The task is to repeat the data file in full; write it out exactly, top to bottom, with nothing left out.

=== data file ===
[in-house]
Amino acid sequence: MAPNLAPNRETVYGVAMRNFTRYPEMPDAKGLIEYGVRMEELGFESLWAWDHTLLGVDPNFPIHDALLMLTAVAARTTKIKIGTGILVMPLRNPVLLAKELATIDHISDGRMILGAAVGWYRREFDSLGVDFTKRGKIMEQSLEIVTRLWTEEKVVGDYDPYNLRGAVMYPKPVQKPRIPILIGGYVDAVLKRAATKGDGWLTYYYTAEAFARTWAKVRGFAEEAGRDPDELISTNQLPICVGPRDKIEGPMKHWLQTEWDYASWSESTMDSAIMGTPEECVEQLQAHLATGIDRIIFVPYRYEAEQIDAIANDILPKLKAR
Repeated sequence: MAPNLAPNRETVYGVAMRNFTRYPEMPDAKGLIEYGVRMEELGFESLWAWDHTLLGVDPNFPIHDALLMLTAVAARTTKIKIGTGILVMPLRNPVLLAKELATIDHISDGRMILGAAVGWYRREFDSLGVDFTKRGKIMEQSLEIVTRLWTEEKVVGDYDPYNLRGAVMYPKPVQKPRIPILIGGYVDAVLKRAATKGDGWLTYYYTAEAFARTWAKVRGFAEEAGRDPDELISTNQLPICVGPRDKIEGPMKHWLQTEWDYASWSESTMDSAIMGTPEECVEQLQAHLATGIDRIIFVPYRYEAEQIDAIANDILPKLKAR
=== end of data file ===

[in-house]
Amino acid sequence: MAPNLAPNRETVYGVAMRNFTRYPEMPDAKGLIEYGVRMEELGFESLWAWDHTLLGVDPNFPIHDALLMLTAVAARTTKIKIGTGILVMPLRNPVLLAKELATIDHISDGRMILGAAVGWYRREFDSLGVDFTKRGKIMEQSLEIVTRLWTEEKVVGDYDPYNLRGAVMYPKPVQKPRIPILIGGYVDAVLKRAATKGDGWLTYYYTAEAFARTWAKVRGFAEEAGRDPDELISTNQLPICVGPRDKIEGPMKHWLQTEWDYASWSESTMDSAIMGTPEECVEQLQAHLATGIDRIIFVPYRYEAEQIDAIANDILPKLKAR
Repeated sequence: MAPNLAPNRETVYGVAMRNFTRYPEMPDAKGLIEYGVRMEELGFESLWAWDHTLLGVDPNFPIHDALLMLTAVAARTTKIKIGTGILVMPLRNPVLLAKELATIDHISDGRMILGAAVGWYRREFDSLGVDFTKRGKIMEQSLEIVTRLWTEEKVVGDYDPYNLRGAVMYPKPVQKPRIPILIGGYVDAVLKRAATKGDGWLTYYYTAEAFARTWAKVRGFAEEAGRDPDELISTNQLPICVGPRDKIEGPMKHWLQTEWDYASWSESTMDSAIMGTPEECVEQLQAHLATGIDRIIFVPYRYEAEQIDAIANDILPKLKAR